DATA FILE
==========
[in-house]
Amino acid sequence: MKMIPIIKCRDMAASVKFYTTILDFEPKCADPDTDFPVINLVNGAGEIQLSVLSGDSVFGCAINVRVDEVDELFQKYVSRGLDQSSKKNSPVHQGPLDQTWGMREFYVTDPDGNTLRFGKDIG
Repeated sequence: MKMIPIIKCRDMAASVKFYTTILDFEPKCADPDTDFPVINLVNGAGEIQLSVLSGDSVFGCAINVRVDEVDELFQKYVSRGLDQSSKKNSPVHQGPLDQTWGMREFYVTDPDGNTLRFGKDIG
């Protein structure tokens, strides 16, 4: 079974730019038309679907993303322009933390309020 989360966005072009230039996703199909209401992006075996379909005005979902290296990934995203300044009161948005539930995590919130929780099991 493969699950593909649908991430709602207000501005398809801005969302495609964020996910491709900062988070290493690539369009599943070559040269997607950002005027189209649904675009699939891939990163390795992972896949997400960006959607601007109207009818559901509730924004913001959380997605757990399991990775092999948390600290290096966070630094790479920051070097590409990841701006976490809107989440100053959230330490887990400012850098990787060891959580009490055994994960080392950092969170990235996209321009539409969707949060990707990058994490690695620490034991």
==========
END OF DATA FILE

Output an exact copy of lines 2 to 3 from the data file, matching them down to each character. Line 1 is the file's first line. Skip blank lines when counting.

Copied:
Amino acid sequence: MKMIPIIKCRDMAASVKFYTTILDFEPKCADPDTDFPVINLVNGAGEIQLSVLSGDSVFGCAINVRVDEVDELFQKYVSRGLDQSSKKNSPVHQGPLDQTWGMREFYVTDPDGNTLRFGKDIG
Repeated sequence: MKMIPIIKCRDMAASVKFYTTILDFEPKCADPDTDFPVINLVNGAGEIQLSVLSGDSVFGCAINVRVDEVDELFQKYVSRGLDQSSKKNSPVHQGPLDQTWGMREFYVTDPDGNTLRFGKDIG